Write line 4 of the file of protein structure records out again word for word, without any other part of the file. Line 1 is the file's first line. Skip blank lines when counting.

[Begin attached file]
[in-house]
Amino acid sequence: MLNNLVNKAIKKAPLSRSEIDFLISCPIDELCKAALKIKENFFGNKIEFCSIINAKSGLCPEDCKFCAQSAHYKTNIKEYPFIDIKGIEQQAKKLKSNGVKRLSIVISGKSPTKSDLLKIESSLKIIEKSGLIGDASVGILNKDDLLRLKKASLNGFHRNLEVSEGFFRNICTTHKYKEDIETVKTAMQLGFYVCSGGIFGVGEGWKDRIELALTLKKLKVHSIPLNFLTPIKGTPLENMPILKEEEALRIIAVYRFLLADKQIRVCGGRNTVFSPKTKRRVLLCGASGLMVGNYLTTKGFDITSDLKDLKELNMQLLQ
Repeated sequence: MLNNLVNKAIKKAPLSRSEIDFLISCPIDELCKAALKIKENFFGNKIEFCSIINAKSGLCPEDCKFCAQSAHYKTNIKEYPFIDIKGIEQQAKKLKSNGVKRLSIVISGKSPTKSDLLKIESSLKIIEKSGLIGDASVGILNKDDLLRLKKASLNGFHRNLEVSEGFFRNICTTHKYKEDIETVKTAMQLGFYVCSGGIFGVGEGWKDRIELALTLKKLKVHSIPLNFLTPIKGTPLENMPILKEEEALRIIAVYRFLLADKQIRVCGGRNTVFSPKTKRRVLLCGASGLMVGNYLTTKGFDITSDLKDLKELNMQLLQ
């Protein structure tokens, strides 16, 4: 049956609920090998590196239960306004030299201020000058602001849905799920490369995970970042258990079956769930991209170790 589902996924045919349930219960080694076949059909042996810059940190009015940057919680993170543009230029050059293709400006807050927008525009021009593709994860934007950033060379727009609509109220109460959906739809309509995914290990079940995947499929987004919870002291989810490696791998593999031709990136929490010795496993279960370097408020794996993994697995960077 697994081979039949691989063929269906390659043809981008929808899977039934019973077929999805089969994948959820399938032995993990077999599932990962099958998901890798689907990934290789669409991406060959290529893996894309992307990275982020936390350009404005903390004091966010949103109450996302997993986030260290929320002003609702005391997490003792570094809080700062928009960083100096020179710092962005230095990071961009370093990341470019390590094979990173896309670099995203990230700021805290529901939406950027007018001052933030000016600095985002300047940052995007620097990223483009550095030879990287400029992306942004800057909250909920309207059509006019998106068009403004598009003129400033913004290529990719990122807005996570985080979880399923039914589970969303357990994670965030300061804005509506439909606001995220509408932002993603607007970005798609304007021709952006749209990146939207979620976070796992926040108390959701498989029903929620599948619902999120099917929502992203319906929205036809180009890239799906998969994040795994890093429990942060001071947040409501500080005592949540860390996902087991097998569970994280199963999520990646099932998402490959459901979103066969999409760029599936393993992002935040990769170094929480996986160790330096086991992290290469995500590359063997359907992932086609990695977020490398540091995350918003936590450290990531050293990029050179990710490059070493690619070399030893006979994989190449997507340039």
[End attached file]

């Protein structure tokens, strides 16, 4: 049956609920090998590196239960306004030299201020000058602001849905799920490369995970970042258990079956769930991209170790 589902996924045919349930219960080694076949059909042996810059940190009015940057919680993170543009230029050059293709400006807050927008525009021009593709994860934007950033060379727009609509109220109460959906739809309509995914290990079940995947499929987004919870002291989810490696791998593999031709990136929490010795496993279960370097408020794996993994697995960077 697994081979039949691989063929269906390659043809981008929808899977039934019973077929999805089969994948959820399938032995993990077999599932990962099958998901890798689907990934290789669409991406060959290529893996894309992307990275982020936390350009404005903390004091966010949103109450996302997993986030260290929320002003609702005391997490003792570094809080700062928009960083100096020179710092962005230095990071961009370093990341470019390590094979990173896309670099995203990230700021805290529901939406950027007018001052933030000016600095985002300047940052995007620097990223483009550095030879990287400029992306942004800057909250909920309207059509006019998106068009403004598009003129400033913004290529990719990122807005996570985080979880399923039914589970969303357990994670965030300061804005509506439909606001995220509408932002993603607007970005798609304007021709952006749209990146939207979620976070796992926040108390959701498989029903929620599948619902999120099917929502992203319906929205036809180009890239799906998969994040795994890093429990942060001071947040409501500080005592949540860390996902087991097998569970994280199963999520990646099932998402490959459901979103066969999409760029599936393993992002935040990769170094929480996986160790330096086991992290290469995500590359063997359907992932086609990695977020490398540091995350918003936590450290990531050293990029050179990710490059070493690619070399030893006979994989190449997507340039």